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A Return to Profitable Proximity

It is true that there has been in the past a great deal of momentum around outsourcing and offshoring to low-labor cost (LLC) countries in Asia — China in particular. The combination of increasing consumer pressures about pricing (and therefore cost) during a time of economic stress, along with country/regional incentives, lower corporate tax rates, relaxed regulatory pressures, and very low wages made this an attractive option for some companies. It became exceptionally attractive when coupled with a growing Asia-based demand.

However, there are macro-level elements that will drive some companies to more fully consider the impact of their outsourcing decisions. For example, China has seen a tremendous rise in labor costs in the last few years, supported by its burgeoning economy. Oil prices remain consistently high, adding pressures to the cost of transportation, along with some under capacity, for certain modal routes between Asia and their Western export markets.

Asia has also unfortunately not been immune to its share of natural disasters, such as the floods in Thailand and the tsunami in Japan, which raised concerns among finished goods manufacturers in the United States about being dependent on long supply chains. Even the economic fragility surrounding the Euro-crisis and its impact on the dollar can have impacts to the supply chain network design decisions taken by companies.

I have no doubt that Asia will remain a strong and formidable manufacturing engine to serve the needs of American consumers. However, there is evidence that companies are more often now doing an increased level of due diligence when considering their overall supply chain design — and in doing so, some companies are reversing previous decisions and are making a move towards what we call “profitable proximity.”

This simply means that companies are going further to understand their entire “cost-to-serve” model to better determine if a more local option (near-shoring, for example) might provide a more sustainable supply chain model that provides better economic, service, and ecological advantage than an Asia-based option. For higher-end, more value-added products with rapid innovation cycles, this could definitely be a better solution for some OEMs.

17 comments on “A Return to Profitable Proximity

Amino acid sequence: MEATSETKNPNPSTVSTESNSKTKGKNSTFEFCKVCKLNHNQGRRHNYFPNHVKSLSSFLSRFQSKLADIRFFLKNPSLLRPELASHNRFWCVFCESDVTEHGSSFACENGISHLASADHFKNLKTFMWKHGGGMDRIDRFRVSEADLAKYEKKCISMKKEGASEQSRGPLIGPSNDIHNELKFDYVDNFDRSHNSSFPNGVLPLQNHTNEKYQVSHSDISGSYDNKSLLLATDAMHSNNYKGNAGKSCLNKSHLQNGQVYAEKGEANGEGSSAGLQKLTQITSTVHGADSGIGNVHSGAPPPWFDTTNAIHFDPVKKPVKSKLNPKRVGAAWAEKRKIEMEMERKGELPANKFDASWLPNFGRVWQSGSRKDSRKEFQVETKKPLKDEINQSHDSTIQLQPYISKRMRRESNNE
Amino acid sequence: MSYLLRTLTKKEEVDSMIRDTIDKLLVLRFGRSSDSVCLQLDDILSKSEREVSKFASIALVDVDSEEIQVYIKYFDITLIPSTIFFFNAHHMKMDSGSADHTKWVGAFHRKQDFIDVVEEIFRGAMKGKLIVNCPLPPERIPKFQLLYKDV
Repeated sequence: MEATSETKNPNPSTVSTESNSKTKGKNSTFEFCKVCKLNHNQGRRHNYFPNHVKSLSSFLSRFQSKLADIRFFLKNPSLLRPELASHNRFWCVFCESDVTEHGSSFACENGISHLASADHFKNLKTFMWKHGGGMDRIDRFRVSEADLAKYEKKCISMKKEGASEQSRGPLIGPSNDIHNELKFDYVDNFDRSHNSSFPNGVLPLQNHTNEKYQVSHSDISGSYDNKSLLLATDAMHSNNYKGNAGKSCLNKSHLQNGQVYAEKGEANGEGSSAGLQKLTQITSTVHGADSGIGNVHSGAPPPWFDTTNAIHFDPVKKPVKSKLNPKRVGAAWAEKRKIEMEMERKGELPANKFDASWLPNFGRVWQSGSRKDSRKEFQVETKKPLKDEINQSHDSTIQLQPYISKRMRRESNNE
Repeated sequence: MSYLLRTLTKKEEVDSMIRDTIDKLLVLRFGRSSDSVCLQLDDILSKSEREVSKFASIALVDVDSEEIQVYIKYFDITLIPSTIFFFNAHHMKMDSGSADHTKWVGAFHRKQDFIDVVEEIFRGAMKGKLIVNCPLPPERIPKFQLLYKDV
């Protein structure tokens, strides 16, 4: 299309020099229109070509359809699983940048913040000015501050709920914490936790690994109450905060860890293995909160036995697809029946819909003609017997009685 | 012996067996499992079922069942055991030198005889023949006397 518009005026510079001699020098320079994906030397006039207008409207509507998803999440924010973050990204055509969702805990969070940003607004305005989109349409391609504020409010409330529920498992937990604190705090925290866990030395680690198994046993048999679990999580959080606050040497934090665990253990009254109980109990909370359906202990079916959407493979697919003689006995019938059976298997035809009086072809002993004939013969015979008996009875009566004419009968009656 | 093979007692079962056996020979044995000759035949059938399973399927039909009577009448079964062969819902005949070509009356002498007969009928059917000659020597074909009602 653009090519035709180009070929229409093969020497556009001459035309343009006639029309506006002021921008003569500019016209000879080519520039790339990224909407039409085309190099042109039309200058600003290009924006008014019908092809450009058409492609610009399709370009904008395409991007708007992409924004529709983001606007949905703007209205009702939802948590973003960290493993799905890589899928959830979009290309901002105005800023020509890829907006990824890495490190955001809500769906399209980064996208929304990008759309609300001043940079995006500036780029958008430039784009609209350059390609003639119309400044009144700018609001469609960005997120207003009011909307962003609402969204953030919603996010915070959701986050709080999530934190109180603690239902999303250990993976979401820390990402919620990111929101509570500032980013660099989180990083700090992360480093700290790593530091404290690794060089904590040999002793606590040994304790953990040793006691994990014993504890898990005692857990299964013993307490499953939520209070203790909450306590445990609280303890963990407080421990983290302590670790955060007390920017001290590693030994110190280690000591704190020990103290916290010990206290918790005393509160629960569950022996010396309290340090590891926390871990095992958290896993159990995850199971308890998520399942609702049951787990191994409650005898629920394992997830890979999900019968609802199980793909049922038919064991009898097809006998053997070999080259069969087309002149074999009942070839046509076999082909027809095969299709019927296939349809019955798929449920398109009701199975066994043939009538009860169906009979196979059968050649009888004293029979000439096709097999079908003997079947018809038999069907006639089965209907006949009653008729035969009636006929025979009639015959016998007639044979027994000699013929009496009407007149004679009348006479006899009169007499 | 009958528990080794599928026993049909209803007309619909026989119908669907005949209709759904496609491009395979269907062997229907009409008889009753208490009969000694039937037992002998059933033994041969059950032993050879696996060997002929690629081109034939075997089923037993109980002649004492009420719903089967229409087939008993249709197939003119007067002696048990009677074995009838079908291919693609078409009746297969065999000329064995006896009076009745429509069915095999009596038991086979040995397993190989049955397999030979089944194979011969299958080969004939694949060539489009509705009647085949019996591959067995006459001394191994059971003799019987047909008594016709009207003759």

1. Susan Fourtané
    July 11, 2012

    Hi, Douglas 

    I wonder if all manufacturing applies a Profitable Proximity plan, what will happen then with Asia? I mean, wouldn't it all end up changing a problem from one place to another?

    What would it be the best strategy to balance the supply chain in order to have manufacturing sites distributed in all the continents in the best possible and convenient way to avoid unemployment?

    -Susan 

  2. Douglas Kent
    July 11, 2012

    Susan – 

     

    Thanks for your swift response.  With respect to “what will happen to Asia”?  I think Asia will remain a powerful manufacturing power house for many years to come – especially with their own domestic growing demand.  Signs of growth there however had slowed for sure.  I think its not about “transfer of the problem” but rather one of avoidance.  Utilizing the best practices of Informed Outsourcing Decision Making and a thorough and frequent Supply Chain Network Design should provide good lasting solutions if the Cost to Serve remains transparent and is actually used in the decision making process!

     

  3. Anand
    July 11, 2012

    companies are going further to understand their entire “cost-to-serve” model to better determine if a more local option (near-shoring, for example) might provide a more sustainable supply chain model 

    @Douglas, thanks for the post. Has this process of adopting near-shoring already started ? And do you think outsourcing will again become lucrative option for the companies once the inflation starts coming down in Asian countries ?

  4. bolaji ojo
    July 12, 2012

    @Anadvy, Anecdotal evidence suggests more companies are actively reviewing their manufacturing strategies with a view to determining the cost-benefits of manufacturing in Asia versus the West. In some cases, some companies have actually moved production back to the West. This isn't a flood yet but the question is being raised more frequentily.

    On your question about inflation, this isn't the only area of concern to executives. It is one factor they look at but wage inflation isn't even a primary reason. Folks I have spoken with talked about the headache of finding and retaining technical workers. Job openings are hard to fill and often companies see freshly trained workers depart not long after their training. That's a huge cost.

  5. Douglas Kent
    July 12, 2012